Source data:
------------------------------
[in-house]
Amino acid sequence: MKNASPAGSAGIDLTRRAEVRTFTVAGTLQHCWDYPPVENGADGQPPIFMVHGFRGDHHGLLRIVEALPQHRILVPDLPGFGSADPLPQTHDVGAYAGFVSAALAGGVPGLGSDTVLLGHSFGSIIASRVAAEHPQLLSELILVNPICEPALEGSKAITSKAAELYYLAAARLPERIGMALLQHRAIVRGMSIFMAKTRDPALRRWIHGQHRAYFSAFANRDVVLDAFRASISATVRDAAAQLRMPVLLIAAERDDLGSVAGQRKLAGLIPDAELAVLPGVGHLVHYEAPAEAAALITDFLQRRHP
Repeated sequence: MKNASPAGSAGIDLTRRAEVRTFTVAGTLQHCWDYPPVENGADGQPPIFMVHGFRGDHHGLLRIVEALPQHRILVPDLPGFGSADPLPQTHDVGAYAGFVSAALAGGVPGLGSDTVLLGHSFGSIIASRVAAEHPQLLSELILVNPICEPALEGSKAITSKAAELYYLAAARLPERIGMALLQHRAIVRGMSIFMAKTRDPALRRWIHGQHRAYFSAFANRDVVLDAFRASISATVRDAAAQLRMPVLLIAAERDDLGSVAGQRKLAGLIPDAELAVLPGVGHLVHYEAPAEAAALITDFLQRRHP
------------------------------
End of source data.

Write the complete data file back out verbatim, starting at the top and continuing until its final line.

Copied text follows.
[in-house]
Amino acid sequence: MKNASPAGSAGIDLTRRAEVRTFTVAGTLQHCWDYPPVENGADGQPPIFMVHGFRGDHHGLLRIVEALPQHRILVPDLPGFGSADPLPQTHDVGAYAGFVSAALAGGVPGLGSDTVLLGHSFGSIIASRVAAEHPQLLSELILVNPICEPALEGSKAITSKAAELYYLAAARLPERIGMALLQHRAIVRGMSIFMAKTRDPALRRWIHGQHRAYFSAFANRDVVLDAFRASISATVRDAAAQLRMPVLLIAAERDDLGSVAGQRKLAGLIPDAELAVLPGVGHLVHYEAPAEAAALITDFLQRRHP
Repeated sequence: MKNASPAGSAGIDLTRRAEVRTFTVAGTLQHCWDYPPVENGADGQPPIFMVHGFRGDHHGLLRIVEALPQHRILVPDLPGFGSADPLPQTHDVGAYAGFVSAALAGGVPGLGSDTVLLGHSFGSIIASRVAAEHPQLLSELILVNPICEPALEGSKAITSKAAELYYLAAARLPERIGMALLQHRAIVRGMSIFMAKTRDPALRRWIHGQHRAYFSAFANRDVVLDAFRASISATVRDAAAQLRMPVLLIAAERDDLGSVAGQRKLAGLIPDAELAVLPGVGHLVHYEAPAEAAALITDFLQRRHP